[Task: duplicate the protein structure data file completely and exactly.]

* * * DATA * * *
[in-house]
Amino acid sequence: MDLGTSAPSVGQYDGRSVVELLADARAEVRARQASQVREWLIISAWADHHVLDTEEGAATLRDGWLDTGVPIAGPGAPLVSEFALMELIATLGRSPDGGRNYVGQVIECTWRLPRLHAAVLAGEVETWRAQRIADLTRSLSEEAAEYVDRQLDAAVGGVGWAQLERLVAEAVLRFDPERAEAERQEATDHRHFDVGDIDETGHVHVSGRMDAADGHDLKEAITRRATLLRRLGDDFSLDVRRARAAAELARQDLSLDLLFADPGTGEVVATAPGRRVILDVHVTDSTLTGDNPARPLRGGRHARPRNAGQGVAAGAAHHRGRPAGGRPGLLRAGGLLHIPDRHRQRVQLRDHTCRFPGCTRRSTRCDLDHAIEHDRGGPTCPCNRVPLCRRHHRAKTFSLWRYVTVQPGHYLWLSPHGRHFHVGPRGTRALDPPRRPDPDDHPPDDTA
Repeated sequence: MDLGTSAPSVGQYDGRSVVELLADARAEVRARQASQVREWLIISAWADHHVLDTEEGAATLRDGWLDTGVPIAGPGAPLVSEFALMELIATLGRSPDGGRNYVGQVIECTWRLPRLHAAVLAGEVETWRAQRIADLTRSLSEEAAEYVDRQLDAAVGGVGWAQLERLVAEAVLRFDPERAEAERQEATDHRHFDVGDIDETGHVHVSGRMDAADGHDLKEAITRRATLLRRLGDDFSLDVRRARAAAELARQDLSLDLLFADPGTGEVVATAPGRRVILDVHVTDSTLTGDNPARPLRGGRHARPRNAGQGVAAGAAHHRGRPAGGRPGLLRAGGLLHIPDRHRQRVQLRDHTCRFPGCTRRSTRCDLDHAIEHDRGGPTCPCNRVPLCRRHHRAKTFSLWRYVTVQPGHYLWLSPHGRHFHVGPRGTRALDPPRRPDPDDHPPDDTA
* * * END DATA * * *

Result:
[in-house]
Amino acid sequence: MDLGTSAPSVGQYDGRSVVELLADARAEVRARQASQVREWLIISAWADHHVLDTEEGAATLRDGWLDTGVPIAGPGAPLVSEFALMELIATLGRSPDGGRNYVGQVIECTWRLPRLHAAVLAGEVETWRAQRIADLTRSLSEEAAEYVDRQLDAAVGGVGWAQLERLVAEAVLRFDPERAEAERQEATDHRHFDVGDIDETGHVHVSGRMDAADGHDLKEAITRRATLLRRLGDDFSLDVRRARAAAELARQDLSLDLLFADPGTGEVVATAPGRRVILDVHVTDSTLTGDNPARPLRGGRHARPRNAGQGVAAGAAHHRGRPAGGRPGLLRAGGLLHIPDRHRQRVQLRDHTCRFPGCTRRSTRCDLDHAIEHDRGGPTCPCNRVPLCRRHHRAKTFSLWRYVTVQPGHYLWLSPHGRHFHVGPRGTRALDPPRRPDPDDHPPDDTA
Repeated sequence: MDLGTSAPSVGQYDGRSVVELLADARAEVRARQASQVREWLIISAWADHHVLDTEEGAATLRDGWLDTGVPIAGPGAPLVSEFALMELIATLGRSPDGGRNYVGQVIECTWRLPRLHAAVLAGEVETWRAQRIADLTRSLSEEAAEYVDRQLDAAVGGVGWAQLERLVAEAVLRFDPERAEAERQEATDHRHFDVGDIDETGHVHVSGRMDAADGHDLKEAITRRATLLRRLGDDFSLDVRRARAAAELARQDLSLDLLFADPGTGEVVATAPGRRVILDVHVTDSTLTGDNPARPLRGGRHARPRNAGQGVAAGAAHHRGRPAGGRPGLLRAGGLLHIPDRHRQRVQLRDHTCRFPGCTRRSTRCDLDHAIEHDRGGPTCPCNRVPLCRRHHRAKTFSLWRYVTVQPGHYLWLSPHGRHFHVGPRGTRALDPPRRPDPDDHPPDDTA